Ever since Andrija Mohorovicic named the Mohorovicic Discontinuity in 1909, it has exerted a powerful fascination on people who think about the deep Earth. Taking a look at what lies beneath would allow us to move the Earth sciences beyond peering at the crust, which is only a minute and unrepresentative sample of the whole planet, to see something much closer to the whole picture.

It is true that mantle rocks such as peridotites bring themselves to the Earth's surface for our delight unaided, and that even basalt, one of the Earth's commonest rocks, is only one step away from being mantle material. But that did not stop Project Mohole, thought up in 1956 by the US National Science Foundation and billed as the Moonshot of geology. It turned out to be more Apollo 13 than a giant leap for mankind.

One bad sign might have been the fact that a group called The American Miscellaneous Society was in charge, a body set up in response to all the unclassifiable science proposals put to the US Navy.

Things started OK with the realization that the thin crust of the oceans was the place to drill. Phase 1 lasted from 1958 to 1966, and resulted in a series of holes a couple of hundred metres deep. The planned Phases 2 and 3 never happened. Later Moholes have been more impressive. One in the Kola Peninsula in Russia ran to over 12km, but still did not get through the crust. It was about 2km deeper than the deepest well so far drilled for commercial purposes, a gas well in Oklahoma.

While the world seems to have moved on from the concept of Mohole drilling, there is still plenty to be learned from deep holes in the Earth. In Germany, a 9km hole has been drilled to find out more about the way fluids move underground and how fault systems develop. It turns out to be surprisingly easy to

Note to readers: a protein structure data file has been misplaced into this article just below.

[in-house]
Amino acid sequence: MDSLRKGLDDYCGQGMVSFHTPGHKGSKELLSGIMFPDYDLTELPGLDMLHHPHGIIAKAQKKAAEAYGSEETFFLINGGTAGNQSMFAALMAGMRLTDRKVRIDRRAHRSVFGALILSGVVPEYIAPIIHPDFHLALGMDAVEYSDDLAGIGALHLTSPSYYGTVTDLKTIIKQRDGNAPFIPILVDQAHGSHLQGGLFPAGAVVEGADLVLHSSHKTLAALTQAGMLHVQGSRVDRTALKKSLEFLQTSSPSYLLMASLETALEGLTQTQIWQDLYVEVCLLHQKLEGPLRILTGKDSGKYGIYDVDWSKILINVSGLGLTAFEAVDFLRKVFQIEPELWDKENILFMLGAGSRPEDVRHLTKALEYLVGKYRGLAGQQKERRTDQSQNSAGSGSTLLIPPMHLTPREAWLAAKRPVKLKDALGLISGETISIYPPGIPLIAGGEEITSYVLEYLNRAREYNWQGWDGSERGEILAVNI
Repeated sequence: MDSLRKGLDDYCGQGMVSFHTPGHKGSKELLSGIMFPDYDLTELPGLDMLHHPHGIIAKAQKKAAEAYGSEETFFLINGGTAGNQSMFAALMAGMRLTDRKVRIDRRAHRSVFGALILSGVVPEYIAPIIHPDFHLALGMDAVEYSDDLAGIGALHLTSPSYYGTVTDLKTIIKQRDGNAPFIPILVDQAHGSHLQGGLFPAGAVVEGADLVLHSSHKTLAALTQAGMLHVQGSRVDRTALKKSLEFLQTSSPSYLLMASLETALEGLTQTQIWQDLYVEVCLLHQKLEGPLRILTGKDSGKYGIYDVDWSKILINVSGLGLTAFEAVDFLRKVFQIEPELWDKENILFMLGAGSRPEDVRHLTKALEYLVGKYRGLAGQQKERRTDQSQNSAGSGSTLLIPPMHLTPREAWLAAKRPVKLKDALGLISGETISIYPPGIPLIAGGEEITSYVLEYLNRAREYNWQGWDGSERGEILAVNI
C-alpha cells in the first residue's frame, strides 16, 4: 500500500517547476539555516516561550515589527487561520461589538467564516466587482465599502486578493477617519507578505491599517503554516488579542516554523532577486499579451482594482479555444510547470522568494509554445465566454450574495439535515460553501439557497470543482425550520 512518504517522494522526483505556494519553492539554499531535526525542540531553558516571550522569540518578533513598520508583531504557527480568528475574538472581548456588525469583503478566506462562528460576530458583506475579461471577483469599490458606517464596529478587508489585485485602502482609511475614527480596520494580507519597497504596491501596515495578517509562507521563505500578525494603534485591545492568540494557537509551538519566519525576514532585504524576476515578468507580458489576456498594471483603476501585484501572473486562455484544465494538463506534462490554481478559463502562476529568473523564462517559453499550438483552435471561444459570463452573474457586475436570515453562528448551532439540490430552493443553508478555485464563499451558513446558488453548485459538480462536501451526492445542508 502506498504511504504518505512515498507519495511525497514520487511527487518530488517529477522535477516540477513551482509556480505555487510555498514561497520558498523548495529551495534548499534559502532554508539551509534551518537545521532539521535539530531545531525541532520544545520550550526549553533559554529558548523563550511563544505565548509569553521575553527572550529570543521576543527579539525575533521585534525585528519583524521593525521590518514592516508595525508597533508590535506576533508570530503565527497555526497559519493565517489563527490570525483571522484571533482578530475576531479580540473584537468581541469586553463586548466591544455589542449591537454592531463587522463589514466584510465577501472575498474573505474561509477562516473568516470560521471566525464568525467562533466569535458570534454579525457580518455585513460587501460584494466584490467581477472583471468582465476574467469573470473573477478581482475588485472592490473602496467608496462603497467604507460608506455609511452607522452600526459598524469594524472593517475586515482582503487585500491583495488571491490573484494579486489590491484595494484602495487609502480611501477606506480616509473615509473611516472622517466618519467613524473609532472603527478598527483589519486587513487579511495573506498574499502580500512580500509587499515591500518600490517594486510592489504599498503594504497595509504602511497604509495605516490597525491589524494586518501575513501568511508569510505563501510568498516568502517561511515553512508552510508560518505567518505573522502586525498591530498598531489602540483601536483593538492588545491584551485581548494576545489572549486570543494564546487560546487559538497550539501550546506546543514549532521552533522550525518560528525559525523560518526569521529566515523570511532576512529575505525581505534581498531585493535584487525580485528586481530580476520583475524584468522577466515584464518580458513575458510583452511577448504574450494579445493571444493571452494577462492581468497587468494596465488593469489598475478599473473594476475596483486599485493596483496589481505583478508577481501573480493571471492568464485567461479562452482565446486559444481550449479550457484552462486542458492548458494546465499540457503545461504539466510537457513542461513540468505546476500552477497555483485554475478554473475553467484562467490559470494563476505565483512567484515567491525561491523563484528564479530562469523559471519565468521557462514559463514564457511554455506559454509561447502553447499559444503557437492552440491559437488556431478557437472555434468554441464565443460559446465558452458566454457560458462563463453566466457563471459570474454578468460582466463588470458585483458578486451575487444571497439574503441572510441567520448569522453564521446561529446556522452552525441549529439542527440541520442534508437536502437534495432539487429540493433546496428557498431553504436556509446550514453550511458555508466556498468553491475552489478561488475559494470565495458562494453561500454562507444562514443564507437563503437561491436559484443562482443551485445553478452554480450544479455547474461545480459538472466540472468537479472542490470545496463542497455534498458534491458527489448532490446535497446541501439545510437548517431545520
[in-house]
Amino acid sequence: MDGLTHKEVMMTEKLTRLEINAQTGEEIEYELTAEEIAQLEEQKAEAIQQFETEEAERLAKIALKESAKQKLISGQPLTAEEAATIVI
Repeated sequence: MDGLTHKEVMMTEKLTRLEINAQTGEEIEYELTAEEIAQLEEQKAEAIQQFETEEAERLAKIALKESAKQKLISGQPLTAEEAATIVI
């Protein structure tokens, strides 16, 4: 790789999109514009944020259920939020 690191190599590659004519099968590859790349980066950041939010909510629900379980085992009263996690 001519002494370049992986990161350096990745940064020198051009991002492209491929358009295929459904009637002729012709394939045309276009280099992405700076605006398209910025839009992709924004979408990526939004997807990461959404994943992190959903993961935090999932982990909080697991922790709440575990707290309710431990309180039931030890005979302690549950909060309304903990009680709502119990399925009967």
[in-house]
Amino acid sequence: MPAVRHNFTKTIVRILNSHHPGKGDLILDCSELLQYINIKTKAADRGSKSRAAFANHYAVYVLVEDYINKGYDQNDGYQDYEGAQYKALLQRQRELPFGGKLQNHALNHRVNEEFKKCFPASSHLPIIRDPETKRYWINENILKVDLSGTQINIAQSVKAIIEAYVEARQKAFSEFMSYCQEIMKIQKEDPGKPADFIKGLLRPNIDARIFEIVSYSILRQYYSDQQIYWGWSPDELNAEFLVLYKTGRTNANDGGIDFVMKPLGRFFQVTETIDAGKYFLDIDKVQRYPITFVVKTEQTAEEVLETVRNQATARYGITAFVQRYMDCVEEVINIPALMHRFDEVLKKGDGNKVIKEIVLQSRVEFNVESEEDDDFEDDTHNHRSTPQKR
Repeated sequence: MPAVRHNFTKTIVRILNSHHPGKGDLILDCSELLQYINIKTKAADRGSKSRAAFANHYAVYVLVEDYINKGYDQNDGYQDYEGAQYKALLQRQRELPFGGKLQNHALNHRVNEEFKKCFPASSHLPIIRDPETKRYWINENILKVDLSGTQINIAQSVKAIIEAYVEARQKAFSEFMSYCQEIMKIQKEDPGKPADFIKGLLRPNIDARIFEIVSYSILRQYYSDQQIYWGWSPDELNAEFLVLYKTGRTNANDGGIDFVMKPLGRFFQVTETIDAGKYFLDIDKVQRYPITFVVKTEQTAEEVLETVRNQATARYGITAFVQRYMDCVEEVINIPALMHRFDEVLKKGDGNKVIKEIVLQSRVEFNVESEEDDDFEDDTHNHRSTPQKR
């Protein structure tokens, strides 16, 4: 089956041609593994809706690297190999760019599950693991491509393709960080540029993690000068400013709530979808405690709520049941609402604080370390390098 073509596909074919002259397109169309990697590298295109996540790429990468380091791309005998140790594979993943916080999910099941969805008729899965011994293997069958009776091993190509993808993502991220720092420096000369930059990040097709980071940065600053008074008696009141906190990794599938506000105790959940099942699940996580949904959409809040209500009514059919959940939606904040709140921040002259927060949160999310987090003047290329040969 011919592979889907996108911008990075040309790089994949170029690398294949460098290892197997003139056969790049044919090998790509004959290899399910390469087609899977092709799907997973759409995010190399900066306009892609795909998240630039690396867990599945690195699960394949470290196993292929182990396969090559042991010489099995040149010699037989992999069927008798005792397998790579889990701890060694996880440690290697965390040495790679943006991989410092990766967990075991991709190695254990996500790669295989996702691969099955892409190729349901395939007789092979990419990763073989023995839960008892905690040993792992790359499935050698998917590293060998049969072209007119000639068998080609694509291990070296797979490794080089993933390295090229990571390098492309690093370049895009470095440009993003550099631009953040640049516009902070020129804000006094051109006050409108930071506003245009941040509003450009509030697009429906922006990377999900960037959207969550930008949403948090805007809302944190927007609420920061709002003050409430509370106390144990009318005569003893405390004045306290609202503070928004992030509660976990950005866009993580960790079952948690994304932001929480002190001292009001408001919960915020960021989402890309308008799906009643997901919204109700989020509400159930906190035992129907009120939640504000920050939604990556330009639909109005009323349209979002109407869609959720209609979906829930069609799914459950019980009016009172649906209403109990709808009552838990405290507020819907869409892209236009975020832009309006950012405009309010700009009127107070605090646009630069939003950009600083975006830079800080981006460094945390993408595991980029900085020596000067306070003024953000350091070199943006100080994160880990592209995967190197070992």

simulate a swarm of earthquakes by building up pressure in the well.

In Iceland, much shallower wells drilled in a volcanically active area are also showing research promise. The Iceland Deep Drilling Project exists to extract heat from Iceland's geothermal reserves at a far higher temperature than the steam and hot water that emerge at the surface. The ambition is to drill down to about 5km where there will be superheated steam on tap for electricity generation and other uses.

Finally, 23 organisations from around the world are so convinced about the wisdom of deep drilling that they fund the Integrated Ocean Drilling Program, under which a drilling rig called the Joides Resolution sails every bit of blue on the map to answer questions about the make-up of the Earth's crust by drilling
into it.

Indeed, in April 2005 it turned out that the crew of the Resolution might be about to deliver us a Mohole by stealth. They had already reached the base of the crust and might break through to the mantle some year soon. But have no fear. As we have seen, the mantle is liquid enough to creep along at a rate of a few centimetres a year, pulling the continents along and driving plate tectonics. But it is far too viscous to spurt out of a possible Mohole, volcano-style, especially as the hole would be well under a metre in diameter. Instead, it would be a feat of high technology to get rock samples from the top of the mantle back to the surface to go under geologists' microscopes.